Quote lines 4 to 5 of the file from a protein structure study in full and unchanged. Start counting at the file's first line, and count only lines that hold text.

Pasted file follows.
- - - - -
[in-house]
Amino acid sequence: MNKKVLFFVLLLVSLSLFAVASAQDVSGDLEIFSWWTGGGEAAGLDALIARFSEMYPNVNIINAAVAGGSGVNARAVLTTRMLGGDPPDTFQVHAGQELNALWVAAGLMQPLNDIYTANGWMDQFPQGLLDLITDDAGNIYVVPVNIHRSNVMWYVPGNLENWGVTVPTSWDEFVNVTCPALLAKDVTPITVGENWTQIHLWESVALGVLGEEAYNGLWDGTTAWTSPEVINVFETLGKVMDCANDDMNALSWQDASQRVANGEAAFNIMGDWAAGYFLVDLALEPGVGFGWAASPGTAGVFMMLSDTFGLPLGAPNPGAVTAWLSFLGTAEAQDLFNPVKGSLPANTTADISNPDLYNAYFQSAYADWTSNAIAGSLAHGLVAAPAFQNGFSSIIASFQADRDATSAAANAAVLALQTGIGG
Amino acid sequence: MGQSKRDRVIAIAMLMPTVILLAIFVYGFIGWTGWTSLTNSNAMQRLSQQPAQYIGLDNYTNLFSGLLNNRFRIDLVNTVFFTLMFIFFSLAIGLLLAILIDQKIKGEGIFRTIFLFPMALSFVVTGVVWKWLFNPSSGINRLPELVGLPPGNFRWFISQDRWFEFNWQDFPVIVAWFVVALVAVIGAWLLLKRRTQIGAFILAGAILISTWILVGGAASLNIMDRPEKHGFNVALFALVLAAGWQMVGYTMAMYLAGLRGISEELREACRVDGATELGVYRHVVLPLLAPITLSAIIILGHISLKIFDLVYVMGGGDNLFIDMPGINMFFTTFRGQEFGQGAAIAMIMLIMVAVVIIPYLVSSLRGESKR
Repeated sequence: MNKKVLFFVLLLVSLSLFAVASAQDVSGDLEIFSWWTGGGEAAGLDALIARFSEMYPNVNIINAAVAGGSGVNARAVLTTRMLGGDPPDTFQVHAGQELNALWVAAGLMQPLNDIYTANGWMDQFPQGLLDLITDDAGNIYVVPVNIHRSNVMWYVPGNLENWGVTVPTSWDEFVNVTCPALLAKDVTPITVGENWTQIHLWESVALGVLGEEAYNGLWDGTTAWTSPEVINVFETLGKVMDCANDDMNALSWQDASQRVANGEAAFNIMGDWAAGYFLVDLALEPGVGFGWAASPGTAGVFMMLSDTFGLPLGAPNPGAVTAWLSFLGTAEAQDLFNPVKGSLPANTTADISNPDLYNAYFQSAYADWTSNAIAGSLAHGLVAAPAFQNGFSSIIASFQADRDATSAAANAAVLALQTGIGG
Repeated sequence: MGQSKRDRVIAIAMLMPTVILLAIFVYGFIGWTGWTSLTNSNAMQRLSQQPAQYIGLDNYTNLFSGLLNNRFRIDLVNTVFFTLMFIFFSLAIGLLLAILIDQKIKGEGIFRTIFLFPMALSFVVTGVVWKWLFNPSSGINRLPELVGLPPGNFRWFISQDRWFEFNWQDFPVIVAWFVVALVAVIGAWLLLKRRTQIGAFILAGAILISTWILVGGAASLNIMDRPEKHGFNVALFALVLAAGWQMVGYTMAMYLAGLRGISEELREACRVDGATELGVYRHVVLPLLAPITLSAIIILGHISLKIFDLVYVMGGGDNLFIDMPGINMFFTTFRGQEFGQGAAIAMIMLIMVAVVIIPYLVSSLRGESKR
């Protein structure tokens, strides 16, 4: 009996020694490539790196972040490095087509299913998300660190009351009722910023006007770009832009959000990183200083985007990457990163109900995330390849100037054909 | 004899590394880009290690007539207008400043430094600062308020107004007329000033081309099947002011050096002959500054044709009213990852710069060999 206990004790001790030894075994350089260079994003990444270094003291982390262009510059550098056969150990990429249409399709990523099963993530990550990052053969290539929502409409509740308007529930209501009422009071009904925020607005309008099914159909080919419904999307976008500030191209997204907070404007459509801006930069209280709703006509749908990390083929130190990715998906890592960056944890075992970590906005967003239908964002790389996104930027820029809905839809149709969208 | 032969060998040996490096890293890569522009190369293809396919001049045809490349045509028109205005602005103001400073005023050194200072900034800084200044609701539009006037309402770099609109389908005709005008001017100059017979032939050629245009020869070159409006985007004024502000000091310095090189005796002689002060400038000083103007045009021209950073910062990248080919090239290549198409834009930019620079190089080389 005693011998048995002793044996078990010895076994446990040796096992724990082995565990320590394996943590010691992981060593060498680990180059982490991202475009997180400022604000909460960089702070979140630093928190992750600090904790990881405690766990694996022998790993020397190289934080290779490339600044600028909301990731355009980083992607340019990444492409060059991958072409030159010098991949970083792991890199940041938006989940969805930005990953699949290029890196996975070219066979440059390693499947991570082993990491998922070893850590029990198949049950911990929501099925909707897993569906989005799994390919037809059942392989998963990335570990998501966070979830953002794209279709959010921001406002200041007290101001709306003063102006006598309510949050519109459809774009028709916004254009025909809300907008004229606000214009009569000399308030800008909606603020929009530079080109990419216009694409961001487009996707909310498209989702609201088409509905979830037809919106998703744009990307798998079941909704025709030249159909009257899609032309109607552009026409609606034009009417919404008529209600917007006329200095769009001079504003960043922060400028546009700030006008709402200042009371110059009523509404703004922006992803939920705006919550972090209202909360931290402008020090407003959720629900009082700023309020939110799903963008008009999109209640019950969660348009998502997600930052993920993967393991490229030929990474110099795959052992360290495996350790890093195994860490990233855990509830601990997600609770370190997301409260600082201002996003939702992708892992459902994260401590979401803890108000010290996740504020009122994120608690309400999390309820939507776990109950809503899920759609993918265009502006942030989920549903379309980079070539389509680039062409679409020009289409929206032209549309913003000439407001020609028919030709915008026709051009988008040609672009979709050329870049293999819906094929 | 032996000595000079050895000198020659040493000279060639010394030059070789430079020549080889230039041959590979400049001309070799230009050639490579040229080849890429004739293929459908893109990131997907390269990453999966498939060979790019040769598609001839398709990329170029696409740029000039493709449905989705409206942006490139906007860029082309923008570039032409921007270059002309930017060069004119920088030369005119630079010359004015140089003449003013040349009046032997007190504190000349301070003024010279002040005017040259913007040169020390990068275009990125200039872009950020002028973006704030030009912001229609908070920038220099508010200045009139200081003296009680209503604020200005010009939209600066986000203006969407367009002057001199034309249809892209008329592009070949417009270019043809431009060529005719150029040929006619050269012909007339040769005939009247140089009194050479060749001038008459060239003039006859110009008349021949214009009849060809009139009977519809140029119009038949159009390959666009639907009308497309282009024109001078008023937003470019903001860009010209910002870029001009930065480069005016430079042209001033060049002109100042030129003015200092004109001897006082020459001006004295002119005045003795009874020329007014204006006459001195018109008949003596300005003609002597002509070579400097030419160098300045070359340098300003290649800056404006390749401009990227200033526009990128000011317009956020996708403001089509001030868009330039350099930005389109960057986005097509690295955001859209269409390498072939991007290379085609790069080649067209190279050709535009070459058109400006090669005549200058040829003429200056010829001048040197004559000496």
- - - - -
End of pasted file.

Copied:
Repeated sequence: MNKKVLFFVLLLVSLSLFAVASAQDVSGDLEIFSWWTGGGEAAGLDALIARFSEMYPNVNIINAAVAGGSGVNARAVLTTRMLGGDPPDTFQVHAGQELNALWVAAGLMQPLNDIYTANGWMDQFPQGLLDLITDDAGNIYVVPVNIHRSNVMWYVPGNLENWGVTVPTSWDEFVNVTCPALLAKDVTPITVGENWTQIHLWESVALGVLGEEAYNGLWDGTTAWTSPEVINVFETLGKVMDCANDDMNALSWQDASQRVANGEAAFNIMGDWAAGYFLVDLALEPGVGFGWAASPGTAGVFMMLSDTFGLPLGAPNPGAVTAWLSFLGTAEAQDLFNPVKGSLPANTTADISNPDLYNAYFQSAYADWTSNAIAGSLAHGLVAAPAFQNGFSSIIASFQADRDATSAAANAAVLALQTGIGG
Repeated sequence: MGQSKRDRVIAIAMLMPTVILLAIFVYGFIGWTGWTSLTNSNAMQRLSQQPAQYIGLDNYTNLFSGLLNNRFRIDLVNTVFFTLMFIFFSLAIGLLLAILIDQKIKGEGIFRTIFLFPMALSFVVTGVVWKWLFNPSSGINRLPELVGLPPGNFRWFISQDRWFEFNWQDFPVIVAWFVVALVAVIGAWLLLKRRTQIGAFILAGAILISTWILVGGAASLNIMDRPEKHGFNVALFALVLAAGWQMVGYTMAMYLAGLRGISEELREACRVDGATELGVYRHVVLPLLAPITLSAIIILGHISLKIFDLVYVMGGGDNLFIDMPGINMFFTTFRGQEFGQGAAIAMIMLIMVAVVIIPYLVSSLRGESKR